Finns' lacrosse rise worthy of movie

RYAN PYETTE -- London Free Press

, Last Updated: 7:47 AM ET

Take a bow, Steve Stifler.

The foul-mouthed, lacrosse-playing anti-hero depicted by actor Seann William Scott in the American Pie teen comedy movies is a huge reason the meteoric Finnish team has gone on to become one of the hottest stories at London's sweltering world field lacrosse championships this week.

Five years ago, semi-pro soccer player Antti Salomaa was in Helsinki watching the movie and became intrigued by footage of high school field lacrosse set at fictional East Great Falls in Michigan.

"I was watching the movie and lacrosse looked like a fun, tough game, so I ordered a couple of sticks from the U.S.," the 29-year-old general manager of the Finnish team said yesterday after his players ran their record to a perfect 4-0 with a 14-4 victory over Denmark at North London athletic fields. "Karo Nikkila (a current Finnish player) and I were just throwing the ball back and forth. No one had seen the game before and people started to ask what we were doing.

"Soon, we had 10 guys and thought we should form a team. Not long later, we became the Finnish national team."

Thanks to the unique cross-over format at the world championships, the Yellow Division-leading Finns will face the second-place team in the top Blue Division -- host Canada -- in a playoff game tonight at TD Waterhouse Stadium.

The star-laden Canadians, who are the favourites to join the mighty United States in Saturday's championship, are expected to overwhelm the surprise Finns in their first worlds.

But no matter how Finland finishes, this is a watershed moment for lacrosse in the country.

"Gary Gait-- I grew up idolizing those guys," said 20-year-old attack/midfielder Rob Griffith, a Calgary native and the lone Canadian on the Finnish roster. "But now we're playing them, so I guess we're peers."

Griffith, who is eligible because his grandfather is Finnish, played lacrosse last year at Bishop's University in Quebec and is transferring to Dalhousie this fall. He calls his Finnish mates a close group of guys with plenty of talent.

"This is a new team in lacrosse. We weren't ready for 2002 (in Australia)," Griffith said. "But we came here expecting to do well and win our division. Getting to play Canada -- it means a lot for our team to play at that level and it means a lot for the sport in Finland."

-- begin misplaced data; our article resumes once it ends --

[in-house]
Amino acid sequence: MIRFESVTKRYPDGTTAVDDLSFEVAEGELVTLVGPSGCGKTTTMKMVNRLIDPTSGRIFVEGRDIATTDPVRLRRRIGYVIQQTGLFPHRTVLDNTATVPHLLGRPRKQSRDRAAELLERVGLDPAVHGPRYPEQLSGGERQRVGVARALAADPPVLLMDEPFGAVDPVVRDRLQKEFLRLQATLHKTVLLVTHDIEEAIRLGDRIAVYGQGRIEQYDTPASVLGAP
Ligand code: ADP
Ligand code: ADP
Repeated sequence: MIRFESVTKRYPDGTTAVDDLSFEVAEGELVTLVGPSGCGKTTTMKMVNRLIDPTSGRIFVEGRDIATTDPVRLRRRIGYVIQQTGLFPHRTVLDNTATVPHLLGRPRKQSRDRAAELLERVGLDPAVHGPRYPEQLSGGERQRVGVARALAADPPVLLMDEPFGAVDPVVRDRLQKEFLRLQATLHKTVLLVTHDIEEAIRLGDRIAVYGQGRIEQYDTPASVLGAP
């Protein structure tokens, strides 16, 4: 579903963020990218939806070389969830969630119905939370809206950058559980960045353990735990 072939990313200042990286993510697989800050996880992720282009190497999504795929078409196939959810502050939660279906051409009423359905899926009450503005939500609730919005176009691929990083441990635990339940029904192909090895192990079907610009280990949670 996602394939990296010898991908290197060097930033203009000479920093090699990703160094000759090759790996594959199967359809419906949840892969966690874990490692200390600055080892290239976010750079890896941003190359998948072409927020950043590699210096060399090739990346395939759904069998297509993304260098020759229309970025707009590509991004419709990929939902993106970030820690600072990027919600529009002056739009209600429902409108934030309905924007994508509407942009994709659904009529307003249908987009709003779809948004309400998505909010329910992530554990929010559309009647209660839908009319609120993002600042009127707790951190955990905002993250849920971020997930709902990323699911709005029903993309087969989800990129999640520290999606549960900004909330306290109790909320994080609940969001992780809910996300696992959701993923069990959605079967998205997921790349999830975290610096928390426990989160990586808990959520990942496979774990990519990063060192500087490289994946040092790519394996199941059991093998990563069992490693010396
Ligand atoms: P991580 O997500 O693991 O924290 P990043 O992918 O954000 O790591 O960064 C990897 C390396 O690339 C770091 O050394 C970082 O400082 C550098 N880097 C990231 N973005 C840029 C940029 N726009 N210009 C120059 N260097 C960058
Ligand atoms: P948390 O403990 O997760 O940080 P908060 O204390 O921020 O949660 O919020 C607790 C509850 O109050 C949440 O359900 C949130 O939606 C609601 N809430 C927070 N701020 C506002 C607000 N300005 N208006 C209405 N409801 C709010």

The unofficial record for starting from scratch and evolving into a top-flight team belongs to Japan, but the Finns are making a bid for the title. The team was given 3,000 euros by its government and raised the rest by selling lacrosse sweaters, T-shirts and hoodies.

"One of the officials on the Japanese team who was here told us that we reminded him of them when they started out," said Finnish goalie Kristian Herrmann. "We've come a long way in a short time. We have the hockey mentality, which helps, and we have three middies (midfielders) who are six-foot-five and nobody has that.

"Five years ago, there was nothing -- just Antti -- and now there's eight or nine teams that compete at the national lacrosse championships."

Herrmann, another North American, spent a 1 1/2 years in the lacrosse program at the University of Pennsylvania. He isn't fazed by facing the talented Canadian shooters.

"I'm used to all-world guys because at university, I took shots from some of the best," Herrmann said. "I think we're opening a lot of eyes here. We can't finish any worse than 12th now and we're making a bid to show that we belong in the higher divisions.

"Now, we have the opportunity to face Canada. That's huge for our program. We get the chance to show we can compete with the best in the world."

It won't be as easy as pie, but the Finnish rise this week has the makings of a pretty good Hollywood script.


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